Thursday, December 20, 2007

Ground ball rates of Tigers pitchers in 2007

ERA has traditionally been used to evaluate overall pitching performance but it is problematic because it does not separate pitching from fielding. More and more, I've been using FIP ERA (or Fielding Independent ERA) which is calculated using only statistics over which a pitcher has control - strikeouts, bases on balls, hits batsmen and home runs. FIP is more predictive or more stable from year to year than ERA.

In last year's article on repeatable pitching skills, I showed that SO/IP (correlation=.77) and BB/IP (correlation=.67) are very repeatable from one year to the next. Home runs per IP is less consistent (.38) and it is also park dependent. For this reason, many analysts are now using ground ball percentage (percent of batted balls which are hit on the ground) more than home runs. Ground ball percentage is relatively consistent (.73) and is also not very dependent on ballpark. One disadvantage of ground ball rate is that it is not an actual outcome. Getting a batter to hit a ground ball is fielding independent but getting the ground ball to turn into an out is not.

The statistic QERA, developed by Nate Silver at Baseball Prospectus, uses GB% instead of home runs:

QERA= (2.69 - SO% x .34 + BB% x 3.88 - GB% x .66)^2

While QERA is more predictive of future performance than ERA (.51 versus .33), I have not found it to be more predictive than FIP (.54). Still, GB% by itself is a useful tool which helps to describe an important pitching skill.


While a ground ball does not always produce a good result for a pitcher, it’s much less likely to produce a bad result than a line drive or a fly ball. Table 1 (data taken from a discussion at Fangraphs) shows that ground balls result in a much lower slugging average than either line drives or fly balls.


Table 1: Slugging Percentage By Batted Ball Type


Event

Slg

Line drive

.978

Ground ball

.220

Fly ball

.494


Futhermore, Table 2 (taken from the The Hardball Times Annual 2007) indicates that a ground ball is less likely to contribute to runs than either a fly ball or a line drive. The exception would be an infield fly but those are much less common than outfield flies. Whatever way you look at it, it is clear that the ability to get batters to hit the ball on the ground is a good thing.


Table 2: Run Impact of Batted Ball Type


Event

Run Impact

Line Drive

.391

HBP

.355

Walk

.355

Outfield Fly

.192

Intentional Walk

.075

Ground ball

.045

Bunt

.021

Infield fly

-.088

Strike out

-.113


Table 3 shows how Tigers starting pitchers (plus Dontrelle Willis) ranked in 2007 in ground ball percentage. Table 4 lists the top 20 ground ball pitchers in the American League in 2007. After having three starters (Kenny Rogers, Jeremy Bonderman and Nate Robertson in the top 12 in 2006, the Tigers top ground ball pitcher in 2007 was Bonderman who finished 16th at 48%. Rogers also had a 48% ground ball rate but was limited to 63 innings due to injuries. Nate Robertson had a league average ground ball rate (45%) while Justin Verlander finished at 41%.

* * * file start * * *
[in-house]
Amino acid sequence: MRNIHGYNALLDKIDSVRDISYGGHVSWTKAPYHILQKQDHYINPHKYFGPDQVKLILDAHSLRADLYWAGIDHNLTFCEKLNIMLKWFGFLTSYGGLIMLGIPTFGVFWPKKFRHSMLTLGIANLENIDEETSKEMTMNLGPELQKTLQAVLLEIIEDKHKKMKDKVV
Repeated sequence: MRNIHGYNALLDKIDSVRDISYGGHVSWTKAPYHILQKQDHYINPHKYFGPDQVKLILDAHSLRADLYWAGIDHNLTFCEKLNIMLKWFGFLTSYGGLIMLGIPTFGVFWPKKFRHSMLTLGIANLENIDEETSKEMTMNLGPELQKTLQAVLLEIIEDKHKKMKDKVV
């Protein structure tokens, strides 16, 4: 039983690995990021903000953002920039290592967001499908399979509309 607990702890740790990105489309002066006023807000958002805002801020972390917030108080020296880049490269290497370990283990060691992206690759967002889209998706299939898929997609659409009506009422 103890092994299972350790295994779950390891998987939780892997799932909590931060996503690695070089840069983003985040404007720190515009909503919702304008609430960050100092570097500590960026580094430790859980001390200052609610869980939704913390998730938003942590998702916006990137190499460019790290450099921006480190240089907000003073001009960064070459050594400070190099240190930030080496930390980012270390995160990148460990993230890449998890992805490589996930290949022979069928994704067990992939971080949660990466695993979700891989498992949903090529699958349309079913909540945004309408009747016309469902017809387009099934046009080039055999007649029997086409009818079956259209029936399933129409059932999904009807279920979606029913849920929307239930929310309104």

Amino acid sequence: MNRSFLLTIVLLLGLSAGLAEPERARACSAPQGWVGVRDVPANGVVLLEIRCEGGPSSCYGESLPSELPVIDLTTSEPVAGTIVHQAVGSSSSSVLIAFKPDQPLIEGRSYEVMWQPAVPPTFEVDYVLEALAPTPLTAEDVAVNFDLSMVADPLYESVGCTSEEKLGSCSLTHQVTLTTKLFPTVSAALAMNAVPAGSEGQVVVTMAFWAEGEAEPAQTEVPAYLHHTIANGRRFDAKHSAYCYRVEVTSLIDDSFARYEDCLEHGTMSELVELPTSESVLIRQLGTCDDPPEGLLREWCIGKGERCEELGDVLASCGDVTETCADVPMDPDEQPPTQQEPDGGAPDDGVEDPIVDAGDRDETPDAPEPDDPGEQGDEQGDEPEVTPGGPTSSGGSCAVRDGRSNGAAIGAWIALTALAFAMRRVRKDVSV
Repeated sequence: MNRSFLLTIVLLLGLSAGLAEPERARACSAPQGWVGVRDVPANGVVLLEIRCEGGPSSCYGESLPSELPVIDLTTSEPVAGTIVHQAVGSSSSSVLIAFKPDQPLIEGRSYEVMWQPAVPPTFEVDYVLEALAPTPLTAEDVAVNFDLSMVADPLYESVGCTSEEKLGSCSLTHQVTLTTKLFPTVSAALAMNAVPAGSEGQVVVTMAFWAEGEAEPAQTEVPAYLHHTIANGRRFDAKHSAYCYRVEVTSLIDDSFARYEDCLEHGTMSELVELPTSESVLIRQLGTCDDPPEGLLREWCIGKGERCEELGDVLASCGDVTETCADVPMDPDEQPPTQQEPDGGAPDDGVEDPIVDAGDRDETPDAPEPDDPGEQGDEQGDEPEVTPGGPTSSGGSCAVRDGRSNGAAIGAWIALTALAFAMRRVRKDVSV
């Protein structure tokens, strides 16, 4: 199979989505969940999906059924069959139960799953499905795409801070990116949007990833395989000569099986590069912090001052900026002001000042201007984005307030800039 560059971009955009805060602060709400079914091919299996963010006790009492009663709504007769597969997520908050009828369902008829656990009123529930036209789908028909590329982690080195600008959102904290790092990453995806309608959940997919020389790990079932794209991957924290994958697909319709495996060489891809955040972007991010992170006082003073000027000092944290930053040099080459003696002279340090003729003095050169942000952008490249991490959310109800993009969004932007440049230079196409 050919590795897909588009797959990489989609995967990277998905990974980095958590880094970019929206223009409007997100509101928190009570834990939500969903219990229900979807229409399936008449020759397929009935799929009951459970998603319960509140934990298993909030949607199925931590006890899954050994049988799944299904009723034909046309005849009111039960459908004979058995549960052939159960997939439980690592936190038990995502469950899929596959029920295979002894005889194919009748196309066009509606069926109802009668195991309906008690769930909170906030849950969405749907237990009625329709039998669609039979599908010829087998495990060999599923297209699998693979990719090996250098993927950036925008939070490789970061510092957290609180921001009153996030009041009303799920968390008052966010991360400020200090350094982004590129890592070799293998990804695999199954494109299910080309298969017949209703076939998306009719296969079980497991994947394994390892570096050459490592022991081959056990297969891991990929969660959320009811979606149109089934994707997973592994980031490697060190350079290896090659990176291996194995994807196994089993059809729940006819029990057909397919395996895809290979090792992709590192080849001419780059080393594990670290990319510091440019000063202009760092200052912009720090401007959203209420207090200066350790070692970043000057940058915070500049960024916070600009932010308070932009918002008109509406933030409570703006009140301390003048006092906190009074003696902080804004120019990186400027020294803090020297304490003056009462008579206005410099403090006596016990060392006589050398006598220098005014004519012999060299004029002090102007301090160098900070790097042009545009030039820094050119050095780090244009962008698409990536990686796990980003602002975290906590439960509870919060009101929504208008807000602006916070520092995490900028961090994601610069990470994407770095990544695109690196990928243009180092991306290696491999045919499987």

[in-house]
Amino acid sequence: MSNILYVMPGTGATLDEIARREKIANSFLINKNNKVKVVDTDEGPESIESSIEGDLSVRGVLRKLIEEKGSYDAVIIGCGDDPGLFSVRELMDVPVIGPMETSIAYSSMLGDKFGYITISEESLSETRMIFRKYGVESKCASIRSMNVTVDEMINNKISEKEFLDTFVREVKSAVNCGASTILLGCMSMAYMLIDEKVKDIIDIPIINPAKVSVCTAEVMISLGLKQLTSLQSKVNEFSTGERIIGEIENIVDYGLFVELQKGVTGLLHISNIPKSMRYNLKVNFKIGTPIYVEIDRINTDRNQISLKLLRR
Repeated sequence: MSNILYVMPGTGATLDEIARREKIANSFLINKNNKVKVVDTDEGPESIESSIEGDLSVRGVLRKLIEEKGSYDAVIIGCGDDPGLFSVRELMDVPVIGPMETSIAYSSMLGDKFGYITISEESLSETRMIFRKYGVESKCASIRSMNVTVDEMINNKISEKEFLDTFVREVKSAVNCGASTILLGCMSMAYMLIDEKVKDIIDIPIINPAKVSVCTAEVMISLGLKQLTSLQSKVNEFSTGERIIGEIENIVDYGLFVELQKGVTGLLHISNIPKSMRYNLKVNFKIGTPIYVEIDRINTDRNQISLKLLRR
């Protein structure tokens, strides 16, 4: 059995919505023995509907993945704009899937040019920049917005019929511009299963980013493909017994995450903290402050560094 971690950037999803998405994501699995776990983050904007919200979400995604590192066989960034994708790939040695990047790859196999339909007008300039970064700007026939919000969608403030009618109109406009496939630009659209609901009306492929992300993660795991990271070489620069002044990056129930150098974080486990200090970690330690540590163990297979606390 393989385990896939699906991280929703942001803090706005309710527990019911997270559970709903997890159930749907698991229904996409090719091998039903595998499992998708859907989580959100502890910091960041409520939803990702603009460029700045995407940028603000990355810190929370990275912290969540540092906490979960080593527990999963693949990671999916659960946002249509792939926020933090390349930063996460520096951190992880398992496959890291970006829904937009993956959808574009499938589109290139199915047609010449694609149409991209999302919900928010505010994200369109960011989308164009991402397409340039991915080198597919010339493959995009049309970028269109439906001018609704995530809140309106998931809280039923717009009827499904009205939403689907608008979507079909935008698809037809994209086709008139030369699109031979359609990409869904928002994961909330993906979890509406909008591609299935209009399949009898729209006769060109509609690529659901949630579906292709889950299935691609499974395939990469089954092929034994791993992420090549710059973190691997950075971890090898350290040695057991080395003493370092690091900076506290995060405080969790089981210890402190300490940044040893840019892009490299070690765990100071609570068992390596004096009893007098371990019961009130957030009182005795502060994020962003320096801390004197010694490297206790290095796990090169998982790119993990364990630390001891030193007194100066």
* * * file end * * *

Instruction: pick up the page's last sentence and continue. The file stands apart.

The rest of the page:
My next article will further explore batted balls versus pitchers.


The raw data for Tables 3 and 4 were abstracted from The Hardball Times database.


Table 3: Ground ball Rates for Tigers (plus Dontrelle Willis) Starters in 2007

GB% Rank

Name

IP

GB%

ERA

FIP

16

Bonderman

174.3

0.48

5.01

4.22

23

Willis

205.3

0.46

5.17

5.10

33

Robertson

177.7

0.45

4.76

4.73

36

Durbin

127.7

0.44

4.72

5.73

45

Verlander

201.7

0.41

3.66

4.09

.

Jurrjens

30.7

0.38

4.70

5.40

.

Maroth

78.3

0.43

5.06

6.53

.

Miller

64.0

0.49

5.63

5.41

.

Rogers

63.0

0.48

4.43

5.13


Table 4: Top 20 Ground ball Rates in American League in 2007

GB% Rank

Name

Team

IP

GB%

ERA

FIP

1

Carmona

CLE

215.0

0.64

3.06

4.05

2

Hernandez

SEA

190.3

0.61

3.92

3.83

3

Wang

NYA

199.3

0.58

3.70

3.92

4

DiNardo

OAK

131.3

0.56

4.11

4.93

5

Loe

TEX

136.0

0.56

5.36

4.67

6

Burnett

TOR

165.7

0.55

3.75

4.44

7

Tavarez

BOS

134.7

0.54

5.15

4.79

8

Westbrook

CLE

152.0

0.54

4.32

4.37

9

Halladay

TOR

225.3

0.53

3.71

3.65

10

McGowan

TOR

169.7

0.53

4.08

3.82

11

Gaudin

OAK

199.3

0.51

4.42

4.71

12

Cabrera

BAL

204.3

0.50

5.55

5.06

13

Ramirez

SEA

98.0

0.48

7.16

5.60

14

Litsch

TOR

111.0

0.48

3.81

5.23

15

Bedard

BAL

182.0

0.48

3.16

3.33

16

Bonderman

DET

174.3

0.48

5.01

4.22

17

Pettitte

NYA

215.3

0.48

4.05

4.00

18

Silva

MIN

202.0

0.48

4.19

4.35

19

Beckett

BOS

200.7

0.47

3.27

3.22

20

Blanton

OAK

230.0

0.47

3.95

3.59

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